NHL's most regrettable contracts include Brent Seabrook's, Bobby Ryan's, Milan Lucic's

Brent Seabrook's contract leaves the Blackhawks stuck in an uncomfortable position. Seabrook, whose contract doesn't expire until after the 2023-24 season, has the 10th-highest cap hit of any defenseman in the NHL this season. Sean M. Haffey/Getty Images

What's the NHL's worst contract quagmire?

Emily Kaplan, national NHL reporter: There's always a caveat when it comes to the state of the Chicago Blackhawks. Yes, you must admit as a disclaimer that they won three Stanley Cups in six years with this core. But, as Chicago has come crashing down to pedestrian status this season, its lack of long-term viability has been exposed.

The biggest quagmire for Blackhawks GM Stan Bowman? The contract of Brent Seabrook. The defenseman carries a hefty cap hit of $6.875 million and is locked in for seven more seasons. At that point, Seabrook will be 39. Here's the problem with Seabrook's deal: In September 2015, when the extension was handed out, it didn't feel like a terrible deal. Sure, the term was long, but he was a leader (who had recently been named an alternate captain; teammates gushed about Seabrook and called him the team's "heartbeat"), durable (he had only missed 10 regular-season games in nine seasons) and he had developed chemistry with Duncan Keith as one of the league's most feared shutdown pairs. From 2007 until the time of the extension, they spent 7,336 of 10,404 possible even-strength minutes together. Identifying, developing and maintaining a top pairing is one of the most difficult moves for a GM. Of course Bowman wanted to keep this duo together until at least 2023.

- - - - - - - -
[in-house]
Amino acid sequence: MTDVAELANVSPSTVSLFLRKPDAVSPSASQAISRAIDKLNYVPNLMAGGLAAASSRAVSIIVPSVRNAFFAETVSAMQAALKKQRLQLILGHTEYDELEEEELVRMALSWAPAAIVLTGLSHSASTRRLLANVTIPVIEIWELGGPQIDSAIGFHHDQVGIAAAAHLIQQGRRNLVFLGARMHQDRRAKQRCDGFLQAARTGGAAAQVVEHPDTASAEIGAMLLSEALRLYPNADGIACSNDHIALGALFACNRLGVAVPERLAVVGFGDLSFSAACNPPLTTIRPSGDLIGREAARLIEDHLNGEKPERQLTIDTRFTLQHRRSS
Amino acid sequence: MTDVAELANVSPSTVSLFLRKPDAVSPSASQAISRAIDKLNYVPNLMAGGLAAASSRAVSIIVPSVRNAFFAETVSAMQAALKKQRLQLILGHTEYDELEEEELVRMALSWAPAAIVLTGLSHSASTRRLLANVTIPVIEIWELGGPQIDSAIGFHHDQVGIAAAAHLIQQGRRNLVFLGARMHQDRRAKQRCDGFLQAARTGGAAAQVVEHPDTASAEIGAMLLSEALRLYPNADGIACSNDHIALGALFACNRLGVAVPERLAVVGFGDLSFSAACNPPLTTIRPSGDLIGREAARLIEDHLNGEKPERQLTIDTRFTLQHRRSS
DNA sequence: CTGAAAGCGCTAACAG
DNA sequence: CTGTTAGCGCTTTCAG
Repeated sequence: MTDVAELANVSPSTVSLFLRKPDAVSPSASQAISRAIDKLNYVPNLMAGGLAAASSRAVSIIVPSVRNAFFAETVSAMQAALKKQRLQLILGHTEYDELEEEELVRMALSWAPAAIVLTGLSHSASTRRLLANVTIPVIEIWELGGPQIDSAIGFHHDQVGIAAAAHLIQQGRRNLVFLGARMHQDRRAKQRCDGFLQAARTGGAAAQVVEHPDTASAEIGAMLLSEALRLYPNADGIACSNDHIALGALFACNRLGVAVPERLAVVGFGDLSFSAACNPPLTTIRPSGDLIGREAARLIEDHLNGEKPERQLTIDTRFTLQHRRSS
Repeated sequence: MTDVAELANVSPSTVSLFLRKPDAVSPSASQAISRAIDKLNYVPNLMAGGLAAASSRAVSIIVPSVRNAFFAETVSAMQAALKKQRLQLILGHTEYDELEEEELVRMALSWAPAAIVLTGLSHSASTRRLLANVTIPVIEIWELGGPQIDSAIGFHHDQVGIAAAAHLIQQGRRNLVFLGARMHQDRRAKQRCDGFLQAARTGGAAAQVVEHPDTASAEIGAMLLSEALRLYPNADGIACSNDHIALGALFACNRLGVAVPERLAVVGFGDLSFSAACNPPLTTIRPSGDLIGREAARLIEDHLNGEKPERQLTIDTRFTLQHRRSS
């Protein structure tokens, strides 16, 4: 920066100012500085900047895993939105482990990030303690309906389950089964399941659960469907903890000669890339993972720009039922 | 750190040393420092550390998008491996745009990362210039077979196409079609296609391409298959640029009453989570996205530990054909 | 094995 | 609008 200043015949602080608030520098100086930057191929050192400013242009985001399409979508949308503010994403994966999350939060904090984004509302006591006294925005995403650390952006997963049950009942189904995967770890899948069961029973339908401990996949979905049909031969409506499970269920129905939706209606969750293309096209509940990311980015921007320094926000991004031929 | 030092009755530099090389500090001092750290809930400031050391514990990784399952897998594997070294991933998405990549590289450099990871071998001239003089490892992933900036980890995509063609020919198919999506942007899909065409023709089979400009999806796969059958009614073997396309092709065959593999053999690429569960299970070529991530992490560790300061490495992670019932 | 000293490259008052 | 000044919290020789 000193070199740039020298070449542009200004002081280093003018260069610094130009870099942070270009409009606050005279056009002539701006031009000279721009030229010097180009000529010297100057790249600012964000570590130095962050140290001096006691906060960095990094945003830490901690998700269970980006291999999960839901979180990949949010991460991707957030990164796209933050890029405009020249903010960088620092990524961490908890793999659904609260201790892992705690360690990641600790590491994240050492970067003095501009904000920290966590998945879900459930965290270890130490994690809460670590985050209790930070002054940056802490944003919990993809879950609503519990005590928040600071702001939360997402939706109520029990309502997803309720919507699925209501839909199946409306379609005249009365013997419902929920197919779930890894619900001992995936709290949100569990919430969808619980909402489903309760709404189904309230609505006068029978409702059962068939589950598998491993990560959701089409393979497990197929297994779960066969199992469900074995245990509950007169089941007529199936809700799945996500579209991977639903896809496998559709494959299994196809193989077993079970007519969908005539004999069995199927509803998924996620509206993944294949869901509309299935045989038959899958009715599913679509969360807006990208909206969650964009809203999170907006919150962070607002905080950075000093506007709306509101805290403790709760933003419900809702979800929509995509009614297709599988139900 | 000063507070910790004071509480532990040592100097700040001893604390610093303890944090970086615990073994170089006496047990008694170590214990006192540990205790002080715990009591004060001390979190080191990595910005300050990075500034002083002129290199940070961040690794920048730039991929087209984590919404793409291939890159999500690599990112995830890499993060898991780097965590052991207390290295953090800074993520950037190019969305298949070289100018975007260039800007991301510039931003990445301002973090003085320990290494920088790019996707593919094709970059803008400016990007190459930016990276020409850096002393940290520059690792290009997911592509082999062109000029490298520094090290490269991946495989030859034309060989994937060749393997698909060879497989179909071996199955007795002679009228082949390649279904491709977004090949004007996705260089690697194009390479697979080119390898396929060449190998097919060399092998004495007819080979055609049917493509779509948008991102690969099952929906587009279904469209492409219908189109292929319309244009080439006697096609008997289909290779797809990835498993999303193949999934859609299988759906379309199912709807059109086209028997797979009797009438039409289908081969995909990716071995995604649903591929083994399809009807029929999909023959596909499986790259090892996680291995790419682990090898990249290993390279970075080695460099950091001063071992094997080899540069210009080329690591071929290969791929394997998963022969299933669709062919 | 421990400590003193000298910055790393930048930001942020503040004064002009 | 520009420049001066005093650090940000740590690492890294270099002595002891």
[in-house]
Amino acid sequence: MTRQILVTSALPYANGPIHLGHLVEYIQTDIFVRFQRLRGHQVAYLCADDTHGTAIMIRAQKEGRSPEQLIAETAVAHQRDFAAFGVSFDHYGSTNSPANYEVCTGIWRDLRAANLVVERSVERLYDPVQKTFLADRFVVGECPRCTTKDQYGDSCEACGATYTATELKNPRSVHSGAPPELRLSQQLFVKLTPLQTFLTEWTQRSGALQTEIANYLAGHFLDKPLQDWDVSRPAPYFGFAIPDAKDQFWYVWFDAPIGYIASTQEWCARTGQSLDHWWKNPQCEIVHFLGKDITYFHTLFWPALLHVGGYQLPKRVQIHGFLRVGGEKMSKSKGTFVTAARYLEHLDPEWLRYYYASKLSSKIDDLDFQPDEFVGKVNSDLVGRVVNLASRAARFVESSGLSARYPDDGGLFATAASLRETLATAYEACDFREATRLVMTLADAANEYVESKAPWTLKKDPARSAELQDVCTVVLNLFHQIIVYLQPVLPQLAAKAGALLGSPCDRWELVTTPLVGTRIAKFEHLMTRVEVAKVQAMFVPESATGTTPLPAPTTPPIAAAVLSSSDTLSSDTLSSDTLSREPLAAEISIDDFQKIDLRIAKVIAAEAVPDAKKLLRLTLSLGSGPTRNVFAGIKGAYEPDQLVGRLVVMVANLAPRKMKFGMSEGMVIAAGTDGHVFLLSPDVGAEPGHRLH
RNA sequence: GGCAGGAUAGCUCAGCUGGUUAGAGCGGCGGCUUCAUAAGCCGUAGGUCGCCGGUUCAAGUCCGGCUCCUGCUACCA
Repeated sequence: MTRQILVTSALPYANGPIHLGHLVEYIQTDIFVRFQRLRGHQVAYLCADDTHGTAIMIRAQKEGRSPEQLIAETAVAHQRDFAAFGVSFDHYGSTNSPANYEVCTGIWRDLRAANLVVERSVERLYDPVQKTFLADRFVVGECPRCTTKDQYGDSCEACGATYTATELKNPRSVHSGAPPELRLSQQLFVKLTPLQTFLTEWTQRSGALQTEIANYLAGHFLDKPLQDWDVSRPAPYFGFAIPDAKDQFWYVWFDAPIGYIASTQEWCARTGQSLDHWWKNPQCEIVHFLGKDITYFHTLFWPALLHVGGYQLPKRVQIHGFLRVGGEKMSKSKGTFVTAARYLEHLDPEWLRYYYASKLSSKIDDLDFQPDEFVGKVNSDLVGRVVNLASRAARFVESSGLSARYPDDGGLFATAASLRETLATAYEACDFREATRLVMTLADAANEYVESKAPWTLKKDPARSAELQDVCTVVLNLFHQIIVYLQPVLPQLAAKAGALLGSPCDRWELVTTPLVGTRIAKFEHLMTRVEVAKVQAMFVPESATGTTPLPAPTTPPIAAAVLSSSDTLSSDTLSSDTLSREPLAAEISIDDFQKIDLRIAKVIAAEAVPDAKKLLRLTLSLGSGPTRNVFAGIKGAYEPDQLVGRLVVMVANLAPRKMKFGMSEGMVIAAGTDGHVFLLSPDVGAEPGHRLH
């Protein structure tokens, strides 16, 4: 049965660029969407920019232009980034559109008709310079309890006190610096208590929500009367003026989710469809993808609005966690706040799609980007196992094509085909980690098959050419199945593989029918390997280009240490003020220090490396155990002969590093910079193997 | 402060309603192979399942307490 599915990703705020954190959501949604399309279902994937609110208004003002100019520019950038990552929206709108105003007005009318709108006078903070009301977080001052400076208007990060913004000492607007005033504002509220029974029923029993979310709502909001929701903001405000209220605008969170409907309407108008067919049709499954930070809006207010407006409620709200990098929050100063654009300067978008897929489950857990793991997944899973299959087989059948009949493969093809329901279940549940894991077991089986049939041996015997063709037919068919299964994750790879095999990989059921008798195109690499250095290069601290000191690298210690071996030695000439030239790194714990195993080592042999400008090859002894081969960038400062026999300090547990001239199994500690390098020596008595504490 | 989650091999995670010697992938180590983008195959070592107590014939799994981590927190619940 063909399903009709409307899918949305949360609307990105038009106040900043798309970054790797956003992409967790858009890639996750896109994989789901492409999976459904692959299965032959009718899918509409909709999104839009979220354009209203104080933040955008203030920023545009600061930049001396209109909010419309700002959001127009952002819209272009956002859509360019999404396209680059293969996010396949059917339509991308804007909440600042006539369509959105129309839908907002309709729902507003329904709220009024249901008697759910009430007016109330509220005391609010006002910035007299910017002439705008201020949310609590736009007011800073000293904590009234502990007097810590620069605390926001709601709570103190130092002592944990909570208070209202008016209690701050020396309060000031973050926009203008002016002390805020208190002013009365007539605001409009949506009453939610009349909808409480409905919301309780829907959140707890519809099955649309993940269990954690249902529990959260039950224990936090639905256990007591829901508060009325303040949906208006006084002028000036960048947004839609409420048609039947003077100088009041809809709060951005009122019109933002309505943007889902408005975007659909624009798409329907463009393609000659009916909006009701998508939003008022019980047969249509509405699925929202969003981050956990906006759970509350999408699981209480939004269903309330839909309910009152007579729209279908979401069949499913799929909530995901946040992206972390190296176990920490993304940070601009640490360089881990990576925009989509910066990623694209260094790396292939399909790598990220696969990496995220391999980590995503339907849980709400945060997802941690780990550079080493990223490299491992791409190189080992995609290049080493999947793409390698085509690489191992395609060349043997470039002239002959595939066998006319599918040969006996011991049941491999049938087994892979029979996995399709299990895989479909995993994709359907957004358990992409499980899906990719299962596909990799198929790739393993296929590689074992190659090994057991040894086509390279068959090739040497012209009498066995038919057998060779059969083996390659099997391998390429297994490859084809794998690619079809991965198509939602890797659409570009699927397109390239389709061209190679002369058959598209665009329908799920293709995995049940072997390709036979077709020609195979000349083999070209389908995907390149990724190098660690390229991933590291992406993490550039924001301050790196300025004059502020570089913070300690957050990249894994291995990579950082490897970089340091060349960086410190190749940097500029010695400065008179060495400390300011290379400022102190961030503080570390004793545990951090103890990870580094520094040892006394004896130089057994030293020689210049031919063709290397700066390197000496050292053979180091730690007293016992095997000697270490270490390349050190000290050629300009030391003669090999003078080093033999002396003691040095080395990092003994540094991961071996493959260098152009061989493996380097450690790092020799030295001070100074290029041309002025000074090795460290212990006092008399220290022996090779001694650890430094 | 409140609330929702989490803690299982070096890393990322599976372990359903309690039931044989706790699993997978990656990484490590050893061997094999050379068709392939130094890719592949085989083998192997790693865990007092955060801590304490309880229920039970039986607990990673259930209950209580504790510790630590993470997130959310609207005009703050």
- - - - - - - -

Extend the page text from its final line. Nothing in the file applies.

It didn't unfold quite as planned. Seabrook isn't as much of a liability as most Blackhawks fans claim, but there's no question he's showing signs of regression. He no longer plays with Keith, some of his defensive lapses are jarring, and his ice time has been shaved down to around 20 minutes per game, which is close to his average as a rookie. When Seabrook was named a healthy scratch for a January game against Ottawa this season, it felt like an admission: Chicago may have a Seabrook problem. As the Blackhawks become faster and younger, trying to squeeze one more run out of this core, it's clear that Seabrook's contract is not aging well, and could bog down future plans.

The deal has forced Bowman to make some tough decisions, like parting with Niklas Hjalmarsson and Artemi Panarin (the skilled winger was due for a decent contract extension that would hardly fit under Chicago's cap). It will force Bowman to get crafty yet again this offseason, cutting ties with popular players in order to circumvent a costly mistake. In signing Seabrook, the Blackhawks paid for past performance and not future projection. But hey, at least they won three Cups.

Greg Wyshynski, senior writer: The hallmark of any bloated, regrettable contract is how hard a team is going to work to make it disappear. So, with that established: Bobby Ryan has a quagmire of a deal with the Ottawa Senators.

Ryan signed his seven-year, $50.75 million contract extension in October 2014. It was a time when the franchise was defined by high-profile player departures and the stingy ownership of Eugene Melynk, who the Ottawa Sun wrote "has taken countless hits from fans worried about the club's ability to compete with a limited budget." Good to see not much has changed in three-and-a-half years.